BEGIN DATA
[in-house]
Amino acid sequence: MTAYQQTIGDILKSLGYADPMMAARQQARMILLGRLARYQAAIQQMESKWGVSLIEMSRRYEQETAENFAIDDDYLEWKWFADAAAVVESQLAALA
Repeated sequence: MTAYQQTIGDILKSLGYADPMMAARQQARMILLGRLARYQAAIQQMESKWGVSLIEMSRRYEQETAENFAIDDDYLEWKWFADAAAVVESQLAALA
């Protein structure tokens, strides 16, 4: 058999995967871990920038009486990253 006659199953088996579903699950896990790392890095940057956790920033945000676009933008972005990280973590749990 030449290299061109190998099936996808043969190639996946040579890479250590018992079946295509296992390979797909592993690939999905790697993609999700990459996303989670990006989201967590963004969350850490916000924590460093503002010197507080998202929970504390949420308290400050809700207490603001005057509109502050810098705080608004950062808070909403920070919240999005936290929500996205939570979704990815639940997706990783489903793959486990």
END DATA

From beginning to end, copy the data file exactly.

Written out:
[in-house]
Amino acid sequence: MTAYQQTIGDILKSLGYADPMMAARQQARMILLGRLARYQAAIQQMESKWGVSLIEMSRRYEQETAENFAIDDDYLEWKWFADAAAVVESQLAALA
Repeated sequence: MTAYQQTIGDILKSLGYADPMMAARQQARMILLGRLARYQAAIQQMESKWGVSLIEMSRRYEQETAENFAIDDDYLEWKWFADAAAVVESQLAALA
């Protein structure tokens, strides 16, 4: 058999995967871990920038009486990253 006659199953088996579903699950896990790392890095940057956790920033945000676009933008972005990280973590749990 030449290299061109190998099936996808043969190639996946040579890479250590018992079946295509296992390979797909592993690939999905790697993609999700990459996303989670990006989201967590963004969350850490916000924590460093503002010197507080998202929970504390949420308290400050809700207490603001005057509109502050810098705080608004950062808070909403920070919240999005936290929500996205939570979704990815639940997706990783489903793959486990």